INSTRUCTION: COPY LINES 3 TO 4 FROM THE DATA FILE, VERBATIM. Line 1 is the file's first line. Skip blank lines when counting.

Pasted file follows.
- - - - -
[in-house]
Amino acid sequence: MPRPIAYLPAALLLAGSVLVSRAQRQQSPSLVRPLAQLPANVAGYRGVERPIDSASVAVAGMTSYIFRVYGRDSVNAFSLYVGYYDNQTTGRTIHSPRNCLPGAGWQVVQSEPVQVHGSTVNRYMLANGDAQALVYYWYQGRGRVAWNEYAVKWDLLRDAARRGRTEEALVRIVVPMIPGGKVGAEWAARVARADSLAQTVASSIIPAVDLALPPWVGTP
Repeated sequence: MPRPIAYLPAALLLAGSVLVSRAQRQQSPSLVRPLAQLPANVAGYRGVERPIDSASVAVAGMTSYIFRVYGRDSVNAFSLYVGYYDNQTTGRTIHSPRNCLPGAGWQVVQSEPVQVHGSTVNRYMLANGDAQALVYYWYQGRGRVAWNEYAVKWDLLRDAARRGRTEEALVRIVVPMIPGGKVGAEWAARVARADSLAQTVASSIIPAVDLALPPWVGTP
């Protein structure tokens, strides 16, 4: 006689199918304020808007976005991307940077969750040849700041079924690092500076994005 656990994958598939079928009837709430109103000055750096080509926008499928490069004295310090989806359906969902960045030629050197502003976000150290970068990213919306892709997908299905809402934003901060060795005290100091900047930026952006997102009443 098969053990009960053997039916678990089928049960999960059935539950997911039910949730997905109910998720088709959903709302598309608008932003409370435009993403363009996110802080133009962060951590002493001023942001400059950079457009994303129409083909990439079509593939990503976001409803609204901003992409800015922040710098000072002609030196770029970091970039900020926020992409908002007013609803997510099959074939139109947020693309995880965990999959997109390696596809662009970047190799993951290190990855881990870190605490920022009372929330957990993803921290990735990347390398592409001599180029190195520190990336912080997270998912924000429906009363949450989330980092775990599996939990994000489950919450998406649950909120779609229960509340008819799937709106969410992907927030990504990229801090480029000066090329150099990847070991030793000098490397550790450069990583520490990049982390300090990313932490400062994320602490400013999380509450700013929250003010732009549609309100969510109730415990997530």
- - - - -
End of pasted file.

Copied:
Repeated sequence: MPRPIAYLPAALLLAGSVLVSRAQRQQSPSLVRPLAQLPANVAGYRGVERPIDSASVAVAGMTSYIFRVYGRDSVNAFSLYVGYYDNQTTGRTIHSPRNCLPGAGWQVVQSEPVQVHGSTVNRYMLANGDAQALVYYWYQGRGRVAWNEYAVKWDLLRDAARRGRTEEALVRIVVPMIPGGKVGAEWAARVARADSLAQTVASSIIPAVDLALPPWVGTP
């Protein structure tokens, strides 16, 4: 006689199918304020808007976005991307940077969750040849700041079924690092500076994005 656990994958598939079928009837709430109103000055750096080509926008499928490069004295310090989806359906969902960045030629050197502003976000150290970068990213919306892709997908299905809402934003901060060795005290100091900047930026952006997102009443 098969053990009960053997039916678990089928049960999960059935539950997911039910949730997905109910998720088709959903709302598309608008932003409370435009993403363009996110802080133009962060951590002493001023942001400059950079457009994303129409083909990439079509593939990503976001409803609204901003992409800015922040710098000072002609030196770029970091970039900020926020992409908002007013609803997510099959074939139109947020693309995880965990999959997109390696596809662009970047190799993951290190990855881990870190605490920022009372929330957990993803921290990735990347390398592409001599180029190195520190990336912080997270998912924000429906009363949450989330980092775990599996939990994000489950919450998406649950909120779609229960509340008819799937709106969410992907927030990504990229801090480029000066090329150099990847070991030793000098490397550790450069990583520490990049982390300090990313932490400062994320602490400013999380509450700013929250003010732009549609309100969510109730415990997530």